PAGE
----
ANYONE can check with the Junior PowerLifting Association for meets for years 93-94(Kevin Wikse, in Salmon Idaho) and have verified by them that I deadlifted 485, squatted 565 and benchpressed 400 and I was when I was 16, I'm 23 now.
The equipment you need to simple and dirt cheap plus you can do it at home and save yourself from having to deal with cheesy meat heads in spandex and monthly fees at the local Gold's gym.

The circle will always be, but you alone decides when it starts and where it ends.

TheBigToad
07-01-2001, 05:28 PM
Go out to a used sporting goods store and buy two 16lb shot puts (college level) or maybe buy 2 of the 8lb first. Then hold these as you run through circle walking, go slow and be as snakelike in your arm work and body as possible and do it for 30 min. You will use muscles you never felt before and develop all over body power in multiple angles and be to direct force on a must broader sense then with weight lifting where you bring it down and then push it back up.

The Iron Bridge is also an awesome strength builder especially for the back of the body and the inner core of the spine. Get 2 chairs and place the very back of your head on one and the VERY end of the heels on the other, suspend your self like a bridge as straight and relaxed as you can.. don't be suprised you don't like longer then a few seconds, most people have no idea what kind of strength this requires.

Also get a 80-100lb punching bag and hold it up above your head as you walk the circle be very slow and relax, take the turning slowly.

Also if you can handle it learn a staff form, Bagua staff if possible, but any will do. Buy one of those 45lb weight bars, use that as the staff, you will of course do this only at a snail's pace and be very, very careful in the movements you make.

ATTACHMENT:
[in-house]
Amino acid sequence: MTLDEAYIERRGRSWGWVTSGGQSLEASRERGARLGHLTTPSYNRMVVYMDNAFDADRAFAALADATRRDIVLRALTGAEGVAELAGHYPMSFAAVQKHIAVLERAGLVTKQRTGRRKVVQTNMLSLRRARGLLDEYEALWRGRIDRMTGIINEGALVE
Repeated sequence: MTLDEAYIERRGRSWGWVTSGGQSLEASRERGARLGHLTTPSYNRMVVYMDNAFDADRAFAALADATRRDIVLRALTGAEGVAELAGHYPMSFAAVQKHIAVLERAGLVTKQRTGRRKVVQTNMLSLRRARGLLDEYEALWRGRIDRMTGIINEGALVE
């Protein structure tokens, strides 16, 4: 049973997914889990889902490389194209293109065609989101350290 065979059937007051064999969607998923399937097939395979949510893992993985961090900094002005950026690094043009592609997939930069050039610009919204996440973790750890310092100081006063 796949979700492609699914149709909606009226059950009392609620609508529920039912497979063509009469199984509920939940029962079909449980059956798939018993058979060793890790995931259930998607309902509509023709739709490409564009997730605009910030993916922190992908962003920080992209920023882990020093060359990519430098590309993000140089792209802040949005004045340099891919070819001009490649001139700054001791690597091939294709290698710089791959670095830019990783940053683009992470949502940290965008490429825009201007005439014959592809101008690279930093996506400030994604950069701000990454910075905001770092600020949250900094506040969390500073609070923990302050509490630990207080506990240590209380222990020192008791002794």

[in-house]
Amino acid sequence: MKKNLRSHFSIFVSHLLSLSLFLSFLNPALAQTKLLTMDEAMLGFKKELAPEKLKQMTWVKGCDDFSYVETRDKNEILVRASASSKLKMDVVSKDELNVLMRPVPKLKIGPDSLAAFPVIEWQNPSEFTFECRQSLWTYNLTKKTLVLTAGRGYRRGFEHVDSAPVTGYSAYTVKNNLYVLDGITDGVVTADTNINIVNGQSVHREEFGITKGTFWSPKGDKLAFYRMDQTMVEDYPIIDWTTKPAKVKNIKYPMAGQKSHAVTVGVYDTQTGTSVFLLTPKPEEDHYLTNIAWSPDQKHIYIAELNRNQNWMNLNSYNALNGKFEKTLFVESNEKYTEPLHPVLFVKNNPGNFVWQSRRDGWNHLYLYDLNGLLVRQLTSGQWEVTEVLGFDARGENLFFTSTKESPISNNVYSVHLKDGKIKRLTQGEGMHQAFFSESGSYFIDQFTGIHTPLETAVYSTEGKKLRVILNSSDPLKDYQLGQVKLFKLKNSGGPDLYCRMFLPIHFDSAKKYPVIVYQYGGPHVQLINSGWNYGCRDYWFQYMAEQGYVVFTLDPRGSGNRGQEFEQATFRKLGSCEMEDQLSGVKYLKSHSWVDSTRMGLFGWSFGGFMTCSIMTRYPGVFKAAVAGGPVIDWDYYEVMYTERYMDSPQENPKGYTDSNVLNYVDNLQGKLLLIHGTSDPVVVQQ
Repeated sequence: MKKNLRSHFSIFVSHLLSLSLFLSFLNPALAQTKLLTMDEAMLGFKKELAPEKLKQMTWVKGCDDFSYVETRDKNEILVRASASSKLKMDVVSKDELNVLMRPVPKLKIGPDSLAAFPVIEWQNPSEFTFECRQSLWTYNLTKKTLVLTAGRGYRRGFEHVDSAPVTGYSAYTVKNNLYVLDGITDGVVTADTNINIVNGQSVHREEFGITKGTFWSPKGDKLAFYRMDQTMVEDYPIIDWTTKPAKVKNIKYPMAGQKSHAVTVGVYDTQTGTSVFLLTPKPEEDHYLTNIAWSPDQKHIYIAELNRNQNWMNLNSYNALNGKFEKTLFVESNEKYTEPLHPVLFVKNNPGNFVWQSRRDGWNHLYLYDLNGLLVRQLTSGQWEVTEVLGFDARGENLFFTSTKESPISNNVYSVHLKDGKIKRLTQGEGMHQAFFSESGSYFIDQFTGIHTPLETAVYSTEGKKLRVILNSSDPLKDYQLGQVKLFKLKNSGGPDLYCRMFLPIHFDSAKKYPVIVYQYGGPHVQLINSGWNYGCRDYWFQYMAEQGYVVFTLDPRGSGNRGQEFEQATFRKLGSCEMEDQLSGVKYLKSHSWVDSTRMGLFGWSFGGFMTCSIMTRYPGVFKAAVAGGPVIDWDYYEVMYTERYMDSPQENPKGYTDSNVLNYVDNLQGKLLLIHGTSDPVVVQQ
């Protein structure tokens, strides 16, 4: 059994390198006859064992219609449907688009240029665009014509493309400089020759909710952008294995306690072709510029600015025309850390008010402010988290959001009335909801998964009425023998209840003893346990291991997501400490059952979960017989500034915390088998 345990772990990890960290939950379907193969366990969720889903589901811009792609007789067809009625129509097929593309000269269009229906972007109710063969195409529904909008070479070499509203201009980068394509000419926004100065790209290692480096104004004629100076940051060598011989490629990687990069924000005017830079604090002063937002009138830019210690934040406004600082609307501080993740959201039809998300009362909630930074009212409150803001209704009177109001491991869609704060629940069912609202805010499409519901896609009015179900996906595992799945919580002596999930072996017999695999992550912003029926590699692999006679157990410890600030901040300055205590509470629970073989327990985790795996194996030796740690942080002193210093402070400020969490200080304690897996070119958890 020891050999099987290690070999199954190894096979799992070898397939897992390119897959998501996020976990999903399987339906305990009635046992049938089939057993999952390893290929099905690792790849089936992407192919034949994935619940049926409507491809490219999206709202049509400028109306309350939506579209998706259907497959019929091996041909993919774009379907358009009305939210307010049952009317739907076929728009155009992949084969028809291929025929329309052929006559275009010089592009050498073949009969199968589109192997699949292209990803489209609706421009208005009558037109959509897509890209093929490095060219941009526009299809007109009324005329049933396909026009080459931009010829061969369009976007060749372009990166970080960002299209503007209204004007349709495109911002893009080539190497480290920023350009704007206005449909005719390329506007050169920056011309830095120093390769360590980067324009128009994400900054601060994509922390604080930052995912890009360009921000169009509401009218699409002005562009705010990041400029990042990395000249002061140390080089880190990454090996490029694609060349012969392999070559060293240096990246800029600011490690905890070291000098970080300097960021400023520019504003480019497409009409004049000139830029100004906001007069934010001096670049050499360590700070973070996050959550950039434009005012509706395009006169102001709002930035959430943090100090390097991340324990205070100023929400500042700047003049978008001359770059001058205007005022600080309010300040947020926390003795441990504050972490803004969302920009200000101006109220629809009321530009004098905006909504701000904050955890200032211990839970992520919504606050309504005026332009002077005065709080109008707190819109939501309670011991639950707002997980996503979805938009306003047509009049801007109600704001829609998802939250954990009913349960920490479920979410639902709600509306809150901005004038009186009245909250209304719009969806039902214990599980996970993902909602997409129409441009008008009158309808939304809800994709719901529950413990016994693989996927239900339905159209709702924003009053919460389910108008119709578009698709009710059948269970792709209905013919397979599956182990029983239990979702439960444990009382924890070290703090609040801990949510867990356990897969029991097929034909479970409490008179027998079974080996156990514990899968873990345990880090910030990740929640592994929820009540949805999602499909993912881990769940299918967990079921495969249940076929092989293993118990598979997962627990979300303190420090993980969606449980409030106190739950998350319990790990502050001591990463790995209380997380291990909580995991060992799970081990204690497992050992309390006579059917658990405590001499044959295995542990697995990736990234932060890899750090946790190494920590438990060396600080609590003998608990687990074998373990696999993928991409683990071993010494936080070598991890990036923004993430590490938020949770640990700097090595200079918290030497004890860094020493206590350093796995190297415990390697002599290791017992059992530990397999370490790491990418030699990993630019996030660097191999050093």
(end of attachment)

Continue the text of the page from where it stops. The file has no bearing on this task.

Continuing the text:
You will develop strength like no other...

I myself don't do gym weight lifting, however with the above mentioned methods I don't need too.

ANYONE can check with the Junior PowerLifting Association for meets for years 93-94(Kevin Wikse, in Salmon Idaho) and have verified by them that I deadlifted 485, squatted 565 and benchpressed 400 and I was when I was 16, I'm 23 now.
The equipment you need is simple and dirt cheap plus you can do it at home and save yourself from having to deal with cheesy meat heads in spandex and monthly fees at the local Gold's gym.

The circle will always be, but you alone decides when it starts and where it ends.

origenx
07-01-2001, 07:20 PM
kevin - u benched 400 when u were 16!!!? G-zus! How much did u weigh then (and now)? How tall were u? How much can u still bench?

TheBigToad
07-02-2001, 01:36 AM
Well, I was 16 I stood 6'2 and 298lb. Right now at 23 I'm 6'3 and I stay around 270lb I take my Yoga and light body training very seriously now and that helped slim me down some.

In traditional Chinese medicine I'm a near total Water energy person as well as having an Endomorphic bogy type, but with that comes a lot of body space I have to bend and twist and sink inside of myself. I can twist and bend a lot better then most people at much smaller body sizes.

My Bagua hero is Wang Shu Jing also a man of large size that was lighting quick.

Last time I put up the bar it was 405 that was maybe 5 months ago?

Funny here in the west people gwak with open mouth when they see me jump off tables in the park and land into ground rolling, but the chinese around here that know Bagua wouldn't take me seriously at all if I couldn't do that. Western thinking tends to limit personal potential by creating classes/abilites of people and expecting them to stay there or never to advance.

A favorite quote of mine comes from Summo Hung, when asked wow for a big round guy you can really can really move! how do you do it? Summo replies martial skill comes from finding your center and mine is just to big to miss.

The circle will always be, but you alone decides when it starts and where it ends.

Crimson Phoenix
07-02-2001, 12:20 PM
In traditionnal Bagua, there is some weight lifting involved: you can practice all the eight palms while holding bricks...you do your bagua normally while clenching to the bricks...it can become a physical exercise, but if you practice correctly it'll rather help you form the body, structure the skeleton and find the good postures to elongate the joins while using as little muscular power as possible...it also naturally strenghtens your grip and finger muscles...it's very hard to do this while respecting bagua principles...
You can also hang heavy weights on your wrists and practice the palms...in China, they'd hang 10 or more kilograms on each wrist and practice :eek: